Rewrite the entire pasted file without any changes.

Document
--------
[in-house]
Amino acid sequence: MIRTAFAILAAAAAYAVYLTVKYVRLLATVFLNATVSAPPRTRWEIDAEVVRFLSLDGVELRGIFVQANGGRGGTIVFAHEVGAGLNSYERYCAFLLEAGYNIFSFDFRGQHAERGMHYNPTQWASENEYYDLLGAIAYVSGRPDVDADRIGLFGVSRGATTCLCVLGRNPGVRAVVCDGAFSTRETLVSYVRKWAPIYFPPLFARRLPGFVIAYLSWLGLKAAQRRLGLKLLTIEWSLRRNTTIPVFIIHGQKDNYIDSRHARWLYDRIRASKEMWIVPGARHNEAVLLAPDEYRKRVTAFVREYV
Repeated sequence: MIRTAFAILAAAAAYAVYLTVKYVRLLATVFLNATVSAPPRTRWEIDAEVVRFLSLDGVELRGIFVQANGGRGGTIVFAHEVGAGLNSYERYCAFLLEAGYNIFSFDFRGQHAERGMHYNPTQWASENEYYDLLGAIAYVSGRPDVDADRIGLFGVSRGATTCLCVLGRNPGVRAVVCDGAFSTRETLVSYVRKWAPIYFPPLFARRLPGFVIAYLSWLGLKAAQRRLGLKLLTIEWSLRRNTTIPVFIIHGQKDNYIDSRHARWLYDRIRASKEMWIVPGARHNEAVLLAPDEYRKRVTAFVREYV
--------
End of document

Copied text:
[in-house]
Amino acid sequence: MIRTAFAILAAAAAYAVYLTVKYVRLLATVFLNATVSAPPRTRWEIDAEVVRFLSLDGVELRGIFVQANGGRGGTIVFAHEVGAGLNSYERYCAFLLEAGYNIFSFDFRGQHAERGMHYNPTQWASENEYYDLLGAIAYVSGRPDVDADRIGLFGVSRGATTCLCVLGRNPGVRAVVCDGAFSTRETLVSYVRKWAPIYFPPLFARRLPGFVIAYLSWLGLKAAQRRLGLKLLTIEWSLRRNTTIPVFIIHGQKDNYIDSRHARWLYDRIRASKEMWIVPGARHNEAVLLAPDEYRKRVTAFVREYV
Repeated sequence: MIRTAFAILAAAAAYAVYLTVKYVRLLATVFLNATVSAPPRTRWEIDAEVVRFLSLDGVELRGIFVQANGGRGGTIVFAHEVGAGLNSYERYCAFLLEAGYNIFSFDFRGQHAERGMHYNPTQWASENEYYDLLGAIAYVSGRPDVDADRIGLFGVSRGATTCLCVLGRNPGVRAVVCDGAFSTRETLVSYVRKWAPIYFPPLFARRLPGFVIAYLSWLGLKAAQRRLGLKLLTIEWSLRRNTTIPVFIIHGQKDNYIDSRHARWLYDRIRASKEMWIVPGARHNEAVLLAPDEYRKRVTAFVREYV